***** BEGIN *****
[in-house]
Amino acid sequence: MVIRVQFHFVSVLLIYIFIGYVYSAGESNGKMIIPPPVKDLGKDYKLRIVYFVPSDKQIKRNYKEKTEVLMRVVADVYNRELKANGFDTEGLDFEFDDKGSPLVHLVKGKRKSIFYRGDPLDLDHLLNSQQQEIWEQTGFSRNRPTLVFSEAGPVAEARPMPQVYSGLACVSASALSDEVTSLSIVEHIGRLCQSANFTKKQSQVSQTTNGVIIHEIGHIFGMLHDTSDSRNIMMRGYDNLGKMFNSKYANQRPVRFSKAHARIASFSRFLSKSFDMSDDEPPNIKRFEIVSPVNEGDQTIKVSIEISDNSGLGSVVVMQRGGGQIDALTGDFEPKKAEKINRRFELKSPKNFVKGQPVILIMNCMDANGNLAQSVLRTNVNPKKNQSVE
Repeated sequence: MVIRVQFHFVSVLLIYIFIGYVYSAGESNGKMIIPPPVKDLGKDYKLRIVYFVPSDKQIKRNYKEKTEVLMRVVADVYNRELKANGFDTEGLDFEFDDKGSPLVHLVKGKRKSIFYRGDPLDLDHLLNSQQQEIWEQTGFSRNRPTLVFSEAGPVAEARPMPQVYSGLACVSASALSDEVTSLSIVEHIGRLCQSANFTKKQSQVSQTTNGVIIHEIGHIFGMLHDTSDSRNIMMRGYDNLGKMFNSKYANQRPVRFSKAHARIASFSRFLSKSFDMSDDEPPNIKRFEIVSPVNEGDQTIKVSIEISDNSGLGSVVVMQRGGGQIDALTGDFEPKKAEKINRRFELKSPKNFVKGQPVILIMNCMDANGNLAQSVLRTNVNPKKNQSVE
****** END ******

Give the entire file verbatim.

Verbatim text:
[in-house]
Amino acid sequence: MVIRVQFHFVSVLLIYIFIGYVYSAGESNGKMIIPPPVKDLGKDYKLRIVYFVPSDKQIKRNYKEKTEVLMRVVADVYNRELKANGFDTEGLDFEFDDKGSPLVHLVKGKRKSIFYRGDPLDLDHLLNSQQQEIWEQTGFSRNRPTLVFSEAGPVAEARPMPQVYSGLACVSASALSDEVTSLSIVEHIGRLCQSANFTKKQSQVSQTTNGVIIHEIGHIFGMLHDTSDSRNIMMRGYDNLGKMFNSKYANQRPVRFSKAHARIASFSRFLSKSFDMSDDEPPNIKRFEIVSPVNEGDQTIKVSIEISDNSGLGSVVVMQRGGGQIDALTGDFEPKKAEKINRRFELKSPKNFVKGQPVILIMNCMDANGNLAQSVLRTNVNPKKNQSVE
Repeated sequence: MVIRVQFHFVSVLLIYIFIGYVYSAGESNGKMIIPPPVKDLGKDYKLRIVYFVPSDKQIKRNYKEKTEVLMRVVADVYNRELKANGFDTEGLDFEFDDKGSPLVHLVKGKRKSIFYRGDPLDLDHLLNSQQQEIWEQTGFSRNRPTLVFSEAGPVAEARPMPQVYSGLACVSASALSDEVTSLSIVEHIGRLCQSANFTKKQSQVSQTTNGVIIHEIGHIFGMLHDTSDSRNIMMRGYDNLGKMFNSKYANQRPVRFSKAHARIASFSRFLSKSFDMSDDEPPNIKRFEIVSPVNEGDQTIKVSIEISDNSGLGSVVVMQRGGGQIDALTGDFEPKKAEKINRRFELKSPKNFVKGQPVILIMNCMDANGNLAQSVLRTNVNPKKNQSVE